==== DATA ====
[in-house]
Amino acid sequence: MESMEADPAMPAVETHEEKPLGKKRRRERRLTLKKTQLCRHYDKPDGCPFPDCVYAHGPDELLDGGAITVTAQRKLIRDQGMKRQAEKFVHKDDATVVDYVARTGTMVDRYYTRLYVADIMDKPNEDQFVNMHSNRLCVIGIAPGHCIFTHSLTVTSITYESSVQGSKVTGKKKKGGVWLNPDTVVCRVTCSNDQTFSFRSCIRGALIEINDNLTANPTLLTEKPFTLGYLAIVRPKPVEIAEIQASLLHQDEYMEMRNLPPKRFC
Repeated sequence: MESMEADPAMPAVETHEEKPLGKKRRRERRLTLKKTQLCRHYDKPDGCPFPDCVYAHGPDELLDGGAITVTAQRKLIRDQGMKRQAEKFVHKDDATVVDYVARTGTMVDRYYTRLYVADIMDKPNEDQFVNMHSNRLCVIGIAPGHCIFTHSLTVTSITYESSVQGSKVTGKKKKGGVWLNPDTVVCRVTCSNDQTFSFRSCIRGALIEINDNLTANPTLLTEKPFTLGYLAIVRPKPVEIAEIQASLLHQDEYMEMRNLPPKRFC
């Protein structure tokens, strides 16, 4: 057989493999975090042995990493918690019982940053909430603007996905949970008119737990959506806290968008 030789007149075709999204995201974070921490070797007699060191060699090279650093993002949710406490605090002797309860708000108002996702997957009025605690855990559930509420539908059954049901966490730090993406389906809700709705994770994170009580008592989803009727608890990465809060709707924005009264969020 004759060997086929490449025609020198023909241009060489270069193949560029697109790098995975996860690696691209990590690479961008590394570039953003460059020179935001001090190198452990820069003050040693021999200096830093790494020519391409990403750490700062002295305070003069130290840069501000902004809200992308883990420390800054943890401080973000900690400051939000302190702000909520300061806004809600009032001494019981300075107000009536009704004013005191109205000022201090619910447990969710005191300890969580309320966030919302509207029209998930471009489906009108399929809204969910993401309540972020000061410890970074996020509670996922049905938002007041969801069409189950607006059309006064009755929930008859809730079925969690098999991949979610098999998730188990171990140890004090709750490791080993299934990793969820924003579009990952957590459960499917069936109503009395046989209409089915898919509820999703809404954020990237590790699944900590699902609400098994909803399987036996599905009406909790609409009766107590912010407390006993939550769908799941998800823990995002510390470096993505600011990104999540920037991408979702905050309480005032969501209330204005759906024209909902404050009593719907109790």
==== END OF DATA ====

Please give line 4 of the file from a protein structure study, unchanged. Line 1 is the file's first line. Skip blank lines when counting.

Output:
């Protein structure tokens, strides 16, 4: 057989493999975090042995990493918690019982940053909430603007996905949970008119737990959506806290968008 030789007149075709999204995201974070921490070797007699060191060699090279650093993002949710406490605090002797309860708000108002996702997957009025605690855990559930509420539908059954049901966490730090993406389906809700709705994770994170009580008592989803009727608890990465809060709707924005009264969020 004759060997086929490449025609020198023909241009060489270069193949560029697109790098995975996860690696691209990590690479961008590394570039953003460059020179935001001090190198452990820069003050040693021999200096830093790494020519391409990403750490700062002295305070003069130290840069501000902004809200992308883990420390800054943890401080973000900690400051939000302190702000909520300061806004809600009032001494019981300075107000009536009704004013005191109205000022201090619910447990969710005191300890969580309320966030919302509207029209998930471009489906009108399929809204969910993401309540972020000061410890970074996020509670996922049905938002007041969801069409189950607006059309006064009755929930008859809730079925969690098999991949979610098999998730188990171990140890004090709750490791080993299934990793969820924003579009990952957590459960499917069936109503009395046989209409089915898919509820999703809404954020990237590790699944900590699902609400098994909803399987036996599905009406909790609409009766107590912010407390006993939550769908799941998800823990995002510390470096993505600011990104999540920037991408979702905050309480005032969501209330204005759906024209909902404050009593719907109790």